South Korea unions abandon strike

13 February 1998

Only three days after rejecting an agreement to legalize mass layoffs, officials of the Korean Confederation of Trade Unions called off a general strike that had been set for February 13 to demand new talks with president-elect Kim Dae Jung. As many as 100,000 workers were expected to join the strike, hitting the most important sectors of South Korean heavy industry, including auto, shipbuilding, steel and electronics.

The February 9 agreement to scrap South Korea's "life-long employment" policy was reached between KCTU leaders, leaders of a second, state-sanctioned union federation, officials of the country's major business conglomerates and representatives of Kim Dae Jung, the longtime bourgeois opposition leader who had heavy union backing in the election and takes office February 25.

A specially convened meeting of KCTU union delegates rejected the tripartite deal, forced the resignation of the entire leadership, and installed an emergency executive committee headed by Dan Byung-Ho, president of the Korean Democratic Federation of Metal Trade Unions. According to one report of the meeting, delegates heatedly denounced the KCTU leaders as no better than "business union leaders who absolutely ignore the opinions of their rank-and-file union members."

But the vote by the 272 delegates—all officials in the KCTU's member unions—was aimed above all at containing the mood of anger and betrayal felt among industrial workers. Despite tough sounding statements from the new KCTU leaders, their political perspective is identical to that of the leadership that has just resigned.

In the days between the rejection vote and the cancellation of the general strike, the new union leadership caved in to the same pressures that led the ousted leaders to accept the tripartite agreement in the first place. The value of the South Korean won fell sharply on money markets, the stock market plunged, and the union leaders bowed to the argument that they must do what was in the interests of the "national economy"—in other words, in the interests of South Korean capitalism.

A powerful factor in the cave-in was the threat of police-military repression. The government mobilized tens of thousands of riot police in Seoul and other major cities, and announced plans for widespread arrests of labor activists in the event that the general strike went forward.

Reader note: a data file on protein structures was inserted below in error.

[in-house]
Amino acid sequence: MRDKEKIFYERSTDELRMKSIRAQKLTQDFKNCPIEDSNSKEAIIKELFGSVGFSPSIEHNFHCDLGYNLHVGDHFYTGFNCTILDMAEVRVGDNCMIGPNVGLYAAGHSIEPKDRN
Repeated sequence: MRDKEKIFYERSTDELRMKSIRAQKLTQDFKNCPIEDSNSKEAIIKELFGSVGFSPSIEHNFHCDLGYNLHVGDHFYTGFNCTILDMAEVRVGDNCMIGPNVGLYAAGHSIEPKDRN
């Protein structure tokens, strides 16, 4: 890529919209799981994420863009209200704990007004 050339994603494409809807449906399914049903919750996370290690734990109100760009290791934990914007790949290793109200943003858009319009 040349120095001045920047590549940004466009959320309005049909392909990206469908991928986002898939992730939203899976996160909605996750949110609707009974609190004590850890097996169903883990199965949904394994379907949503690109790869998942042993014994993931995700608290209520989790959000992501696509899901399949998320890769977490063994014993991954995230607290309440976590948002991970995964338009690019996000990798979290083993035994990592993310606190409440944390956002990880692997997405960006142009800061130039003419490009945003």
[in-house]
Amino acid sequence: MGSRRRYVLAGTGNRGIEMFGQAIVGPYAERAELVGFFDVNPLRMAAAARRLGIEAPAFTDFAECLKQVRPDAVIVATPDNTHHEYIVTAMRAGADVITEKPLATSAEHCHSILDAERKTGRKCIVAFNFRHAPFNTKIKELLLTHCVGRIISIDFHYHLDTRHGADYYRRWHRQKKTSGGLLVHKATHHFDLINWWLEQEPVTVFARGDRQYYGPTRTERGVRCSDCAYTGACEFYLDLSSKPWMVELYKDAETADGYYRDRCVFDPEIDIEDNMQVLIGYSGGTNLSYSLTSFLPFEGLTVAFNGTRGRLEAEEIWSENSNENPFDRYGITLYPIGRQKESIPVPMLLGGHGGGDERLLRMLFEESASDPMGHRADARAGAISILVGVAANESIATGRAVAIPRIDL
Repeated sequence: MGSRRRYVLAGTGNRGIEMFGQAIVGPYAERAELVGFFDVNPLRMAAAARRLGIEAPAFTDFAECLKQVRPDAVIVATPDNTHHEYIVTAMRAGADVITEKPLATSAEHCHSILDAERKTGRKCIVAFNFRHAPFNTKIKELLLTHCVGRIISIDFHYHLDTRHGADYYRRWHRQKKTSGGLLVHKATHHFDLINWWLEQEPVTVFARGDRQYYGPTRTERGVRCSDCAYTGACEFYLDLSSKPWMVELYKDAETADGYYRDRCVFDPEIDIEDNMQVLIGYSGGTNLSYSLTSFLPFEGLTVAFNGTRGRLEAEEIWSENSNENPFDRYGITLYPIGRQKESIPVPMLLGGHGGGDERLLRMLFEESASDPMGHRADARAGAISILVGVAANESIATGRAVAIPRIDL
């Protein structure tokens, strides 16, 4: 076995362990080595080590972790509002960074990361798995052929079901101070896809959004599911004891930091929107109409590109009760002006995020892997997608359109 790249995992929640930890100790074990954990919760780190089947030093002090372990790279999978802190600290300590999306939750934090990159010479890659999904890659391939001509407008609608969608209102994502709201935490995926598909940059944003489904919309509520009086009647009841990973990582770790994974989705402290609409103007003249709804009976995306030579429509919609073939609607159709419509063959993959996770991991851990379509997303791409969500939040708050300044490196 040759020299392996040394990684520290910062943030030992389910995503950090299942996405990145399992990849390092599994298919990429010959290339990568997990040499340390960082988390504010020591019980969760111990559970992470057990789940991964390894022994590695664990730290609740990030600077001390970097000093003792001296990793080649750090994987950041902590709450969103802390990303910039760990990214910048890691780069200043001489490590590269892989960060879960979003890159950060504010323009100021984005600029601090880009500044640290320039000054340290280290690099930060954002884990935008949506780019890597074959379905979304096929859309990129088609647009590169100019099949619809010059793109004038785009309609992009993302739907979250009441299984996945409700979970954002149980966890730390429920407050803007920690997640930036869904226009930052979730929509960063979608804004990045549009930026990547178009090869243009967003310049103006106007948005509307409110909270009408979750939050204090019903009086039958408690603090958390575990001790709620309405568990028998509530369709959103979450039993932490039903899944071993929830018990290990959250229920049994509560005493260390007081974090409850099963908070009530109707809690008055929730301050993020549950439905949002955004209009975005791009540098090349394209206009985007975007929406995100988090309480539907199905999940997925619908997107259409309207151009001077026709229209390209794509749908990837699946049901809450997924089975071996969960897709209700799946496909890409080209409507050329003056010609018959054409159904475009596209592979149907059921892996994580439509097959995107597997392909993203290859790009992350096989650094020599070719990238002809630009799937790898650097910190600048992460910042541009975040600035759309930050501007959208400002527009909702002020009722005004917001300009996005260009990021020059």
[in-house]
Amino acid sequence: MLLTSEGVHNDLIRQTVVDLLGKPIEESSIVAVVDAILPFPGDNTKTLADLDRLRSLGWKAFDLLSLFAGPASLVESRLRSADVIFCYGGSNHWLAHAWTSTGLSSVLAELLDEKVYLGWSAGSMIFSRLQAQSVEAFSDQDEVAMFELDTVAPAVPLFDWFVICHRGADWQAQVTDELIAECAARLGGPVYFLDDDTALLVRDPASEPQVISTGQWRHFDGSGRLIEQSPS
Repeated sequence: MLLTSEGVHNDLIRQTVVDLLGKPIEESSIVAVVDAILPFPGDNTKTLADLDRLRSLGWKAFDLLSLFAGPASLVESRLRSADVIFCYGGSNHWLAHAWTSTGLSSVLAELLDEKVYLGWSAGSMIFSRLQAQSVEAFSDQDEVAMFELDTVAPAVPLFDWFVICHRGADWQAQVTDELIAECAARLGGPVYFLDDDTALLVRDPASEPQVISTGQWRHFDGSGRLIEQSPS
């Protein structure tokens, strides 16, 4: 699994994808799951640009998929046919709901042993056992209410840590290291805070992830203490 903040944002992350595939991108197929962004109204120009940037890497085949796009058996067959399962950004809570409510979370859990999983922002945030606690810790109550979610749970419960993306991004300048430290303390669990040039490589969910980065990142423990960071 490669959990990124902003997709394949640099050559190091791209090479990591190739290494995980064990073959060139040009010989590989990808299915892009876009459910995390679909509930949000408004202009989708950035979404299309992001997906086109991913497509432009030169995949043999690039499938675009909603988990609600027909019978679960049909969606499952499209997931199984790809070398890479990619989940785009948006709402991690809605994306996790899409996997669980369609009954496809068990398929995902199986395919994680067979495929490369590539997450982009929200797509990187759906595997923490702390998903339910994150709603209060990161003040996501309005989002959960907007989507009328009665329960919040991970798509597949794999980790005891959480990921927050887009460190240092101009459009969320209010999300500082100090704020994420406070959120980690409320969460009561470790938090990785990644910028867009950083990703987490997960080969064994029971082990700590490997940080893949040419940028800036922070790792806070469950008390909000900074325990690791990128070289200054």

President-elect Kim Dae Jung, widely touted in the international press as a "democrat" and a "liberal," released a statement saying: "We will take whatever action necessary to put down the strike." More than 500 riot police were deployed on February 11 to prevent union leaders from gathering outside the Myongdong Cathedral in central Seoul.

Han Kwang Ok, chairman of the panel that worked out the tripartite agreement, called union demands for renegotiation "out of the question." He declared, "The agreement must be carried out and there is no back-pedaling."

Legislation to allow for mass retrenchments is one of the IMF's central demands in return for a $57 billion package to prop up the South Korean economy. Kim Dae Jung is concerned that strikes by KCTU members could win support from other social layers hard hit by rising prices and unemployment, and thus jeopardize the implementation of the IMF austerity measures.

In particular, South Korean students, who have a record of militant protests, will be hard hit by soaring levels of joblessness. According to Park Young Ki, a professor at Sogang University, 470,000 graduates are due to enter the labor market this year and fewer than 100,000 will find jobs.

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